The cultural benefit balances the ecological cost of holding a fair like this one “

P. How do you predict the economic recovery of the art business will be?

R. Considering what happened this week in Miami, I think it will be quick. Note that very few galleries have closed. Very few.

P. If a fair of this type serves to press the present and augur the future of art… What have you seen in the crystal ball this year in Miami?

R. It will be digital …

P. Even with Zoom fatigue.

R. Zoom bores us all. But it has served us well. For example, next week we will be working on the selection process for galleries for the Basel fair. We would have loved to do it in person, but it won’t be possible due to the omicron variant. In that sense, it is useful. But I don’t think it has to be overused. When I talk about digital, I mean to make digital art, to promote it digitally, to digitize the certificates of authorship … All that I think is here to stay. Art has to open up and be more inclusive, and that is true for artists, galleries, collectors, institutions …

Considering what has been seen this week, the economic recovery of the galleries will be fast “

P. Perhaps the biggest barrier to access is their prices …

R. I don’t tell my clients how to price their merchandise. But there are other forms, forms such as digital editions, NFTs, multiples, series… I find it strange when people talk about the democratization of art, because the democratization of access is often confused with the democratization of property. And I think they are two different things. If anything, its prices are part of the nature of art right now. And museums also buy works, which can then be seen by the public.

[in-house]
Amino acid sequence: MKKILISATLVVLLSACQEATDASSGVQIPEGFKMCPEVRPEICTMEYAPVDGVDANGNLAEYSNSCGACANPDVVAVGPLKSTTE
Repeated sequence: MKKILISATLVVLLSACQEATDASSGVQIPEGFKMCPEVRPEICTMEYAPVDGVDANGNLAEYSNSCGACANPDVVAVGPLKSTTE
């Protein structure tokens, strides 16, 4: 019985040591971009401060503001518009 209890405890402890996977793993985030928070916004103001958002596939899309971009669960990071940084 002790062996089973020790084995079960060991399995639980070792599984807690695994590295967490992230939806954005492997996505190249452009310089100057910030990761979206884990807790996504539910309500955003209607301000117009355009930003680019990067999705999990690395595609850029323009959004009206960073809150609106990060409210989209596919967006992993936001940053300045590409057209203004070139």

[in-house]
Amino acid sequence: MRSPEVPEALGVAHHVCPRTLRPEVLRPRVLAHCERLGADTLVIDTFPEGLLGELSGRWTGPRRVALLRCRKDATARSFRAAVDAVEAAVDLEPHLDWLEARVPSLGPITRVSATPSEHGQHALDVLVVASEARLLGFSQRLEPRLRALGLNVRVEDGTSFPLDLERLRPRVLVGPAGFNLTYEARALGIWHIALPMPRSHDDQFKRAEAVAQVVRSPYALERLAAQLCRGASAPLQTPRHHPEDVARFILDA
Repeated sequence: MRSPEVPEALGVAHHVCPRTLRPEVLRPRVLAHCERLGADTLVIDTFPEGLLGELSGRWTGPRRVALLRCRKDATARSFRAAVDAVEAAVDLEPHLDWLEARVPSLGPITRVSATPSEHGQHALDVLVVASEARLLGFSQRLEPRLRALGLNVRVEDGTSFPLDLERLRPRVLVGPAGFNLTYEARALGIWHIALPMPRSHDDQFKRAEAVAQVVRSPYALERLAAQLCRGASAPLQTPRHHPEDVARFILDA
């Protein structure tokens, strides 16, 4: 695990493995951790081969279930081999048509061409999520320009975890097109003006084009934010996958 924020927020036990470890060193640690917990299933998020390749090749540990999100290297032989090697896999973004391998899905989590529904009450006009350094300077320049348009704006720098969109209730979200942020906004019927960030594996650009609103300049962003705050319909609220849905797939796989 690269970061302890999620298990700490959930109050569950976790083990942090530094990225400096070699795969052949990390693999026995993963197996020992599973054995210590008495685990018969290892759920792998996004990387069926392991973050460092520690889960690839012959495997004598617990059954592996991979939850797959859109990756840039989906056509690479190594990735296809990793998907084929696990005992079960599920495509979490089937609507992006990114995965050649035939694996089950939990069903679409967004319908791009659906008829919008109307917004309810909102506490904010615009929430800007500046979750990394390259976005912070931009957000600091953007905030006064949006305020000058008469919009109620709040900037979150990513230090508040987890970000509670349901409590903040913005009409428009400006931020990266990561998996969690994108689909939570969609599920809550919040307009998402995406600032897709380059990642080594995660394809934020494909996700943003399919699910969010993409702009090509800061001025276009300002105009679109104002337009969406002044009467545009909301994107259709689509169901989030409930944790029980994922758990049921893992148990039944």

I don’t tell my clients how they have to price their merchandise “

P. But many museums cannot access many artists in a fair like this …

R. Yes.

P. Are NFTs, those digital works of art based on the technology that powers cryptocurrencies, here to stay?

R. In themselves, I don’t think so. Right now the NFTs are meme stocks [valores virales]. I have not seen one yet that has struck me as a photograph by Wolfgan Tillmans or that has excited me as much as a painting by Picabia. But I’m looking forward to being surprised.

A man consults an NFT artwork Wednesday at the Art Basel Miami Beach fair.
A man consults an NFT artwork Wednesday at the Art Basel Miami Beach fair.EVA MARIE UZCATEGUI (AFP)

P. Will there be a new director of Art Basel Miami soon?

R. There will be, I can’t take on all this work, or it will give me something.

P. At what stage is the selection process?

R. We are Art Basel, we never talk about something until it is a reality.

P. What have been your main discoveries these days?

R. I have not been able to see all the galleries in depth yet, because I spend all day doing interviews, but I have been very interested in the work of Qualeasah Wood, at the Kendra Jayne Patrick gallery. It deals with themes of the digital native, with the support of a tapestry. In what is currently my favorite piece of the fair, a black woman is seen taking a selfie in an Instagram post. There’s a text that says, “You can’t call people narcissistic while building your career from selfies.”

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George Holan

George Holan is chief editor at Plainsmen Post and has articles published in many notable publications in the last decade.